x-Spatial works with airport operators and owners to develop software solutions for large, complex infrastructures. Their products provide lossless exchange of information between CAD and GIS platforms – an unparalleled level of integration between data sources that leads to streamlined workflows and automated processes. For Los Angeles International Airport (LAX), x-Spatial needed an efficient and accurate process for capturing and creating as-built models for their GIS of 2 terminals, including the Tom Bradley International Terminal.
“The Applanix TIMMS (Trimble Indoor Mobile Mapping System) platform was the obvious choice due to its inherent capabilities and the fact that it could perform the scanning process during the day with passengers around,” according to Ed Maghboul of x-Spatial.
LAX is the fifth busiest airport in the world and second busiest in the United States, offering 692 daily flights to 85 domestic cities and 928 weekly nonstop flights to 67 cities in 34 countries on 59 passenger air carriers. Over 70 million passengers go through LAX every year! The central complex features nine passenger terminals connected. by a U-shaped two-level roadway. The critical challenge to scanning LAX: scanning such a very large and busy facility, while people are around, without any degradation in speed and accuracy. TIMMS achieved this.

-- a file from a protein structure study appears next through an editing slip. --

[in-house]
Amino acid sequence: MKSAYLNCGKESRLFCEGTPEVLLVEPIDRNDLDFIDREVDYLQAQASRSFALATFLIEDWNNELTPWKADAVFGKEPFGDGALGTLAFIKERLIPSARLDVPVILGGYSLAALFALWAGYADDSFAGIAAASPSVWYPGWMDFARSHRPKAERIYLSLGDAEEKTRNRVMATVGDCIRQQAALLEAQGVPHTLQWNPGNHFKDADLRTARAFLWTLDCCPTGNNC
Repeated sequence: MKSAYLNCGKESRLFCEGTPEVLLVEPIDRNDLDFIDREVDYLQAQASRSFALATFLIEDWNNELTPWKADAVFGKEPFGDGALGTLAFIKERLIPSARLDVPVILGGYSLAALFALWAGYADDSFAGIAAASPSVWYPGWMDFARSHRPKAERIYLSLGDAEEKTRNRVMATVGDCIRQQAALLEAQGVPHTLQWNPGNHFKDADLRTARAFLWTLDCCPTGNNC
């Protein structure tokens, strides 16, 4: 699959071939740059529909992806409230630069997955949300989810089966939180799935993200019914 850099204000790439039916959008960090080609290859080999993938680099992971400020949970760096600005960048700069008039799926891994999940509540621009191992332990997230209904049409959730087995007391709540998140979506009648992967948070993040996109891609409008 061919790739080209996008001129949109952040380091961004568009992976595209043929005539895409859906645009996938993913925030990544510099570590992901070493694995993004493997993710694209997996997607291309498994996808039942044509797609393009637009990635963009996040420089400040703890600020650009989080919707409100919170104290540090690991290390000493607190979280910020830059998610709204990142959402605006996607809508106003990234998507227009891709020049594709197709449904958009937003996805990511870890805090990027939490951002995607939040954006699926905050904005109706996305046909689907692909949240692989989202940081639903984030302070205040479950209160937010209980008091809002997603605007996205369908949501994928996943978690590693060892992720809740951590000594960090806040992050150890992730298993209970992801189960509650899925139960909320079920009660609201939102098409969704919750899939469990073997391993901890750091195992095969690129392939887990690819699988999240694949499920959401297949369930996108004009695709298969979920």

The scanning work, performed by Applanix personnel using TIMMS, was completed in under 30 hours over a four-day window, with no interruption of airport operations. The final as-built models, which included all furniture, equipment, booths etc. were produced by a CAD design team in around 100 hours, and delivered to the client’s schedule.
TIMMS was designed and built for projects like this. It is the optimal fusion of technologies for capturing spatial data of indoor and other GNSS denied areas. It provides both LiDAR and spherical video, enabling the creation of accurate, real-life representations (maps, models) of interior spaces and all of its contents; every object in the interior space – including desks, chairs, stairs, and doors – appear in the plan. The maps are geo-located, meaning that the real world positions of each area of the building and its contents are known.